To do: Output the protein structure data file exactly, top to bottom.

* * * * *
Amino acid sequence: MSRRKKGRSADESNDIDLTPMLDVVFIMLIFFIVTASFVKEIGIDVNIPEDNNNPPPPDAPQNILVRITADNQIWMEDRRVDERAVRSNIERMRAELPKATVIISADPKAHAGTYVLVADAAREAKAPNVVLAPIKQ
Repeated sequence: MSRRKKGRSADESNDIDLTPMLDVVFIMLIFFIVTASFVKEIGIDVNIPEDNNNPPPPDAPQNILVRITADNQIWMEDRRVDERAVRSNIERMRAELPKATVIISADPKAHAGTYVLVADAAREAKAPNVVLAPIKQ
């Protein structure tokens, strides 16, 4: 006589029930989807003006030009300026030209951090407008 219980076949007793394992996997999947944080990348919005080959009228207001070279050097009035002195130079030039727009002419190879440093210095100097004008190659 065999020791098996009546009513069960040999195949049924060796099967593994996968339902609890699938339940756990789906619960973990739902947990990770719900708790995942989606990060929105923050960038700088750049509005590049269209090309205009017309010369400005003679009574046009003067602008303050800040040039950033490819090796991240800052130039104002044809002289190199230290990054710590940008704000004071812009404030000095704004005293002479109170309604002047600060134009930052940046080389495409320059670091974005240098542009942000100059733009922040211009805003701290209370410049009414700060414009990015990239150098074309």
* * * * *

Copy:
Amino acid sequence: MSRRKKGRSADESNDIDLTPMLDVVFIMLIFFIVTASFVKEIGIDVNIPEDNNNPPPPDAPQNILVRITADNQIWMEDRRVDERAVRSNIERMRAELPKATVIISADPKAHAGTYVLVADAAREAKAPNVVLAPIKQ
Repeated sequence: MSRRKKGRSADESNDIDLTPMLDVVFIMLIFFIVTASFVKEIGIDVNIPEDNNNPPPPDAPQNILVRITADNQIWMEDRRVDERAVRSNIERMRAELPKATVIISADPKAHAGTYVLVADAAREAKAPNVVLAPIKQ
């Protein structure tokens, strides 16, 4: 006589029930989807003006030009300026030209951090407008 219980076949007793394992996997999947944080990348919005080959009228207001070279050097009035002195130079030039727009002419190879440093210095100097004008190659 065999020791098996009546009513069960040999195949049924060796099967593994996968339902609890699938339940756990789906619960973990739902947990990770719900708790995942989606990060929105923050960038700088750049509005590049269209090309205009017309010369400005003679009574046009003067602008303050800040040039950033490819090796991240800052130039104002044809002289190199230290990054710590940008704000004071812009404030000095704004005293002479109170309604002047600060134009930052940046080389495409320059670091974005240098542009942000100059733009922040211009805003701290209370410049009414700060414009990015990239150098074309």